The first winter-like storm of the season passed through Yosemite during the last two days, bringing over two inches of rain to Yosemite Valley, and enough snow to close Tioga Pass and necessitate R2 chain requirements on Highways 41 and 120 yesterday. There’s no word on when Tioga Pass will reopen; if I had to guess, I’d say sometime this weekend.
Although autumn was off to a late start on the eastern side of the Sierra, some of the higher-elevation spots outside of Bishop already had turned color. A storm like this will usually blow off the leaves that have already changed, and make partially-turned leaves turn brown. The good news is that most of the aspens on the east side were still green, and probably won’t be affected by the storm. However, it will be a week or two before those green leaves turn yellow, and color might be sparse over there during the next week.
The same thing happened last year: a large storm closed Tioga Pass on October 4th, one day earlier than this year. And yellow aspens were scarce for a week or so. But we found some nice color on October 11th, as you can see in the accompanying photo, and even better color a week later.
Meanwhile in Yosemite it’s early for autumn color, and it’s likely to be a couple of weeks before things really start to change. Peak color in Yosemite Valley usually doesn’t arrive until the end of October or beginning of November. I’ll keep you posted on what I find. Another good way to follow current conditions is through the CalPhoto group on Yahoo. And if you’ve been out photographing fall color recently, please let us know what you found by posting a comment!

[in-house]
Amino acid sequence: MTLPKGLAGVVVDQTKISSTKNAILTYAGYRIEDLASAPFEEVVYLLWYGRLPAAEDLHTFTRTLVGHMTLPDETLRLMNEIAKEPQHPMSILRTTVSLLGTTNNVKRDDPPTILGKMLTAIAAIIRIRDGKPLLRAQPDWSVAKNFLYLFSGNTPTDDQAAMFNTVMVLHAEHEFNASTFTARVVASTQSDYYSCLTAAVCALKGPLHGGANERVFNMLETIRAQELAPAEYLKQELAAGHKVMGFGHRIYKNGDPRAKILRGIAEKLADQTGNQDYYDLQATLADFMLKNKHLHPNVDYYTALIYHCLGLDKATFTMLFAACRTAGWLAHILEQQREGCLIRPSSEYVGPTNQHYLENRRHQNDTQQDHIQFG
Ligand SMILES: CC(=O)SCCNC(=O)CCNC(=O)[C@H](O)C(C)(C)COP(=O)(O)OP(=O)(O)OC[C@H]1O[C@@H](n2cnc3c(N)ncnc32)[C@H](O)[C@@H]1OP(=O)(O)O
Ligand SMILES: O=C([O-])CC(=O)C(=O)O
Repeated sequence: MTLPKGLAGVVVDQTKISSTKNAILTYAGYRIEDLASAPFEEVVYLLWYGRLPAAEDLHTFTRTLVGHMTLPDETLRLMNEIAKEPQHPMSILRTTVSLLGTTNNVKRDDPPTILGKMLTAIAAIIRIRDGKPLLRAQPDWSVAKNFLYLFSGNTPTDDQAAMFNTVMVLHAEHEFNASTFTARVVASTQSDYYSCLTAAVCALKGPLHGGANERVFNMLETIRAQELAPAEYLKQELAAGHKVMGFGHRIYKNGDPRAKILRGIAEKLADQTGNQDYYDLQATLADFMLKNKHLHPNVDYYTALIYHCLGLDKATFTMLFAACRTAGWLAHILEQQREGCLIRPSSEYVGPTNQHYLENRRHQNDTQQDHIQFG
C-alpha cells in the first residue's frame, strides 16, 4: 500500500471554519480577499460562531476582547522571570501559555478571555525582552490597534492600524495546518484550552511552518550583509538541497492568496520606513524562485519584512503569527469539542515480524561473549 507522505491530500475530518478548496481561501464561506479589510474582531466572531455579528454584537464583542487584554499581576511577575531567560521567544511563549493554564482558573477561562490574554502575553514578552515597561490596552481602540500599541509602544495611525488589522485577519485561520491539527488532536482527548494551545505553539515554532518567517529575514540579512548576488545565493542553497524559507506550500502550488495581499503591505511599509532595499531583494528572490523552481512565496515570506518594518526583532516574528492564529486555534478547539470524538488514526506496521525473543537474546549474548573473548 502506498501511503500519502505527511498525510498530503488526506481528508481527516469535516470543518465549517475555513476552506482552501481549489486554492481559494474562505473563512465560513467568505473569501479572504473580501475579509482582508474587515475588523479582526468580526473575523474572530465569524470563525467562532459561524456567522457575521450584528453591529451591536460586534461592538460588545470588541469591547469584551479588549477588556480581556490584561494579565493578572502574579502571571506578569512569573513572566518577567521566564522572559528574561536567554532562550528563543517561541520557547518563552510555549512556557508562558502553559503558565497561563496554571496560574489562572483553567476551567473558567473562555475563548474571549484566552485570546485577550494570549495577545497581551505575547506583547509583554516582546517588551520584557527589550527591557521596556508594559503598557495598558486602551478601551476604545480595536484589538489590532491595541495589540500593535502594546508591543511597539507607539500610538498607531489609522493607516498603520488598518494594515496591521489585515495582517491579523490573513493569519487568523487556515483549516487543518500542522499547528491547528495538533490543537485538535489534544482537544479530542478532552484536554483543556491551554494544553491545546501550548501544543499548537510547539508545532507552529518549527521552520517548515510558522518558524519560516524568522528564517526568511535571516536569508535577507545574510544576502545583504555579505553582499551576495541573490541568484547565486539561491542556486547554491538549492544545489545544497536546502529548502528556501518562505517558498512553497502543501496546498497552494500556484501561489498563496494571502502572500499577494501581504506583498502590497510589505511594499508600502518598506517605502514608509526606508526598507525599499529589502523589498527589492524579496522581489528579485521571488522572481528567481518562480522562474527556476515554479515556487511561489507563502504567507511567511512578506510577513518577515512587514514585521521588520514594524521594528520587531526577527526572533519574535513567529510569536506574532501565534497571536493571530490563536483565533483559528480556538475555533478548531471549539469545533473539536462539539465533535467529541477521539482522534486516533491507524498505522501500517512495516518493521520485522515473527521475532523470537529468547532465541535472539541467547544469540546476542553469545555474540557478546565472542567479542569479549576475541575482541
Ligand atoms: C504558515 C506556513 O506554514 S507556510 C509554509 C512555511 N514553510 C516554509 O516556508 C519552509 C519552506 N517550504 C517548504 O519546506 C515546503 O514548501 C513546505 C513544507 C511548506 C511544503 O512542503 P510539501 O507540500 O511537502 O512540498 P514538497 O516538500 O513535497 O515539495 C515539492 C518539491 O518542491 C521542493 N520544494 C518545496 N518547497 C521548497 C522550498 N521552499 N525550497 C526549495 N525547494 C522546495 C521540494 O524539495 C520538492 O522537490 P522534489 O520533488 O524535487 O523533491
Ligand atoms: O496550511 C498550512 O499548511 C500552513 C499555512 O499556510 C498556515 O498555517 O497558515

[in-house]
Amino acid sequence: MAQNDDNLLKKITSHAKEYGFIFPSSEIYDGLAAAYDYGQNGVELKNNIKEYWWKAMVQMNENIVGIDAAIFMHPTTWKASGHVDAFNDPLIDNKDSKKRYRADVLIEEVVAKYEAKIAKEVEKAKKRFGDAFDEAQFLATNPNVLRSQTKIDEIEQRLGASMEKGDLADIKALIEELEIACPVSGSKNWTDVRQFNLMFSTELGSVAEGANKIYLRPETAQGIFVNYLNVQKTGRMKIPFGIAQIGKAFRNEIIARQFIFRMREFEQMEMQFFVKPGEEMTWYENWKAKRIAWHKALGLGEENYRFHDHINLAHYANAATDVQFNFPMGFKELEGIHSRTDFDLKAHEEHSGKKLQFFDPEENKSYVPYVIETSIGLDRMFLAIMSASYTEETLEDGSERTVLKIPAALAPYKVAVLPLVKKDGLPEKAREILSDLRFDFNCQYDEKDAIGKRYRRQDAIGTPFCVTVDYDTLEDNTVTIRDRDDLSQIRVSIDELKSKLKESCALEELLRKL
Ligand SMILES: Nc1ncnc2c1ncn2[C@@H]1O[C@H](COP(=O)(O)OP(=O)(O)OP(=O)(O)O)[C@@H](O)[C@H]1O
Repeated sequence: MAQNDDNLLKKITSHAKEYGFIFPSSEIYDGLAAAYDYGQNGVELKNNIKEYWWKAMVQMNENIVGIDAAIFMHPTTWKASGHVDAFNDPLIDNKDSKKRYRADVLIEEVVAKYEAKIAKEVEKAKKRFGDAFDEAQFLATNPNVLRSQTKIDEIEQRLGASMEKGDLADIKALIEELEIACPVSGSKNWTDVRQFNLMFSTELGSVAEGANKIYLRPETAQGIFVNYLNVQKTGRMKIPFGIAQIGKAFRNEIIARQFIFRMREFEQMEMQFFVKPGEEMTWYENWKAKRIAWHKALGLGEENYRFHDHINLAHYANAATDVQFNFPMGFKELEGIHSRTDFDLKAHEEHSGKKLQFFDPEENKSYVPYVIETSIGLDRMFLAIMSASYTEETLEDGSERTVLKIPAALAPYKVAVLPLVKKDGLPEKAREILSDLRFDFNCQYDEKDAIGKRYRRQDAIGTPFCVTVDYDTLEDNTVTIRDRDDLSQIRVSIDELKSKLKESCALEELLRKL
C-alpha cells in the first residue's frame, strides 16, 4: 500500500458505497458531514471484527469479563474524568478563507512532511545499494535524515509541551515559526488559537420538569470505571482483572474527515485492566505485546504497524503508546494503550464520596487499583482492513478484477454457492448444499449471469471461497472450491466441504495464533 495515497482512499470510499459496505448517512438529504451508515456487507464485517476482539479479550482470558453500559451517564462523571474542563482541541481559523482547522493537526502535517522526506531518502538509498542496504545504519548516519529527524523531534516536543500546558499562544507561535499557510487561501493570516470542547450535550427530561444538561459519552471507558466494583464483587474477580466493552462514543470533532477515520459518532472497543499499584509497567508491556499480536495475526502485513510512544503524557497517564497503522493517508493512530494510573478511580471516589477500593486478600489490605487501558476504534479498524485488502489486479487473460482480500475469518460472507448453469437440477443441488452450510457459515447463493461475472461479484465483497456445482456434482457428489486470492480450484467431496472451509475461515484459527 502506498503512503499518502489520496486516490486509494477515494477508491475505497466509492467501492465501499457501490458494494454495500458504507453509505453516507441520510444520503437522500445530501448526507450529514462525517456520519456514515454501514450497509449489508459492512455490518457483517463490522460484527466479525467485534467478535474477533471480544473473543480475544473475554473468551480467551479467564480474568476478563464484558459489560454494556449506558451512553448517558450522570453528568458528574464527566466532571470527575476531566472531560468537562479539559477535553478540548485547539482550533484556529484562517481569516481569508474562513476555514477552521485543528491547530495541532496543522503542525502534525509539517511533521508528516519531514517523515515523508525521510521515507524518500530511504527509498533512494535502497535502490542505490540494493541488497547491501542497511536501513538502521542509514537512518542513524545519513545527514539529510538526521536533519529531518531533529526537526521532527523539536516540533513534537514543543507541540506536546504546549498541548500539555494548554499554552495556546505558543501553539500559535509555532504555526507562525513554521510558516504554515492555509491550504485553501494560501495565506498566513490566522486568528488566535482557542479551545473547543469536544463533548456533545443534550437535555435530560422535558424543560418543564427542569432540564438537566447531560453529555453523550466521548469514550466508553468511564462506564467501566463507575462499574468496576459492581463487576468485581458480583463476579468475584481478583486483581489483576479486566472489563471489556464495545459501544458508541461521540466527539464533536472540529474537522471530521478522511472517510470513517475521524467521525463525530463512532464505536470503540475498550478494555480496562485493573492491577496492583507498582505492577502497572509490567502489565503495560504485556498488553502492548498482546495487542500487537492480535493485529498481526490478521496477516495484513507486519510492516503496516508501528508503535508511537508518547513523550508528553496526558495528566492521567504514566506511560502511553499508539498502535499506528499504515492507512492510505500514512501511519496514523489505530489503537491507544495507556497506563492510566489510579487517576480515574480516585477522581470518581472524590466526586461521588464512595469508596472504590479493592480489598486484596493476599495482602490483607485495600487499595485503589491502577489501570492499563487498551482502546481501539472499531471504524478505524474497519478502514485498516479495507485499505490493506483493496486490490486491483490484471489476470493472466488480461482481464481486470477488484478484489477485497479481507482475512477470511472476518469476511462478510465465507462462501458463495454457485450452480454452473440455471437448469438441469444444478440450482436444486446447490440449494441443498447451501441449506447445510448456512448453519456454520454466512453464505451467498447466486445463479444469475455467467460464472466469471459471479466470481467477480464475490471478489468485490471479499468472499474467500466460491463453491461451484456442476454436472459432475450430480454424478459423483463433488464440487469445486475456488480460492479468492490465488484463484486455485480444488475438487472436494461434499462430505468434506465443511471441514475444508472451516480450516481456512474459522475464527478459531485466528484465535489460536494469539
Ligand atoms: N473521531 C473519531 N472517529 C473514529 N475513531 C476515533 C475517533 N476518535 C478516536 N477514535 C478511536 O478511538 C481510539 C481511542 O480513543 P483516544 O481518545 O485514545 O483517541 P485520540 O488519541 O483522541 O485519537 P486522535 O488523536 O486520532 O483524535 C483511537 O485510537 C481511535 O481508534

Michael Frye is a professional photographer specializing in landscapes and nature. He is the author and photographer of The Photographer’s Guide to Yosemite, Yosemite Meditations, and Digital Landscape Photography: In the Footsteps of Ansel Adams and the Great Masters, plus the eBook Light & Land: Landscapes in the Digital Darkroom. He has written numerous magazine articles on the art and technique of photography, and his images have been published in over thirty countries around the world. Michael has lived either in or near Yosemite National Park since 1983, currently residing just outside the park in Mariposa, California.